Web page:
Meditation has always been considered a “fringe” area of medicine. Although it has been around for thousands of years, it was never considered “high-tech”.
However, the development of new imaging technologies has finally given researchers the ability to ask some interesting questions about meditation and its effect on brain structure and cognitive performance.
When comparing brain wave patterns using old technologies like an EEG, it has been demonstrated that experienced meditators have higher levels of alpha waves (indicative of a relaxed brain) and lower levels of beta waves (indicative of focusing on intentional tasks or anxiety) during mediation (1). More recent imaging technology like the SPECT scan indicates that experienced meditators have improved cerebral blood flow (2). MRI technology has shown that experienced meditators have a greater density of grey matter in the brain (3), improved neural connections (4), and lower sensitivity to induced pain (5) when compared to matched control groups.
One of the problems with these types of studies has always been subject recruitment. The studies described above are simply various examples of case-control epidemiological studies. This type of study is often done in cancer epidemiology and is used to compare someone with cancer to a control without cancer to see if any differences are apparent (like if smoking is associated with lung cancer). The problem is that experienced meditators may already have different brain structures or improved neural networks and corresponding improved attention spans that attracted them to meditation in the first place. This is like comparing professional athletes to their fans watching them on TV and then looking for differences in fitness between the two groups.
Aware of these shortcomings, more recent, better controlled, shorter-term studies have taken either non-meditators or experienced meditators and put them into an intensive meditation program to be compared to equally matched subjects waiting to enter the same a program. Using a more tightly controlled group of subjects, it has been found that meditation does indeed have benefits in reducing sensitivity to pain (6), improving ability to modulate alpha waves that help reduce distractions (7), increasing brain grey matter (8), and increasing telomerase activity (9). The increased telomerase activity is usually associated with increased lifespan because when telomeres on the DNA become too short, the cell dies.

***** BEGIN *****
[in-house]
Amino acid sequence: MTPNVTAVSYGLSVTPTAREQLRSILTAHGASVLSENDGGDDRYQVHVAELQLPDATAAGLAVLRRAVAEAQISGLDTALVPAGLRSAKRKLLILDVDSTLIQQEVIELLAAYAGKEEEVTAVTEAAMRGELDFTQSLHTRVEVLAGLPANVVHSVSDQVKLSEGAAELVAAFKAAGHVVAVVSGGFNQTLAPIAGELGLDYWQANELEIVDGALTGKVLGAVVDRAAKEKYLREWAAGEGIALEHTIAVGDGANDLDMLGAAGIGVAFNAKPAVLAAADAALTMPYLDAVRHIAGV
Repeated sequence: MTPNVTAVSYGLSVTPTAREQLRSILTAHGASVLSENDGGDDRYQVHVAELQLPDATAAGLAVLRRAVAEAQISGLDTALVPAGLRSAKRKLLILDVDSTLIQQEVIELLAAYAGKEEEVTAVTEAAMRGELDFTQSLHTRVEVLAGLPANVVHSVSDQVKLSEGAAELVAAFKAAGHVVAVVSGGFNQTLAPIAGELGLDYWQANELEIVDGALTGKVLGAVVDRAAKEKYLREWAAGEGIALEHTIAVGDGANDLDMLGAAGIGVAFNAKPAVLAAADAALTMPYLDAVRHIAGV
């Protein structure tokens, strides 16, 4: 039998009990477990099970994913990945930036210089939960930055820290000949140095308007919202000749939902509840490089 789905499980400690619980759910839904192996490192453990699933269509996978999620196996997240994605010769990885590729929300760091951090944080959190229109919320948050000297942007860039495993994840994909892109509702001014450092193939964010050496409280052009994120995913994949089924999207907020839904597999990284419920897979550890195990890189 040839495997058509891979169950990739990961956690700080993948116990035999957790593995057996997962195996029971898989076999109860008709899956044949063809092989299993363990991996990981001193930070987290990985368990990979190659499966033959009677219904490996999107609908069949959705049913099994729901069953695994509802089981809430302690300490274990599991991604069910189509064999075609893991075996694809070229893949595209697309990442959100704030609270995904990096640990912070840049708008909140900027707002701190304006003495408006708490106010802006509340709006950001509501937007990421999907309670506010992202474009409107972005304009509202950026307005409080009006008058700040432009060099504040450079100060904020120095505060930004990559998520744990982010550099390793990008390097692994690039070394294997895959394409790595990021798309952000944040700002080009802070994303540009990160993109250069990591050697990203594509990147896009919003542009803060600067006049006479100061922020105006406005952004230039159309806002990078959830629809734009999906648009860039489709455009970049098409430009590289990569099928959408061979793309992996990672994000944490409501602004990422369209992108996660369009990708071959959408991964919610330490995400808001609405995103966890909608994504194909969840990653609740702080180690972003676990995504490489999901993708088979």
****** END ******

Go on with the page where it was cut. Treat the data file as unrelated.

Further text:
There are a lot of health benefits that stem from sitting in a comfortable chair thinking of nothing for at least 20 minutes a day. In fact, it is so easy that most people never get around to doing it.
So if you don’t have time to take at least 20 minutes a day to meditate, then consider taking high-dose fish oil. In as little as 35 days, you will see it also generates significant increases in the intensity of alpha waves, increased attention span, and improved mood (10) just like experienced meditators, who have spent years trying to reach the same goals. And if you maintain high levels of omega-3 fatty acids in your blood for a longer period of time, it appears that you get decreased telomere shortening that should help you live longer (11). And if you are worried about time, taking adequate levels of fish oil to get these benefits only takes 15 seconds a day.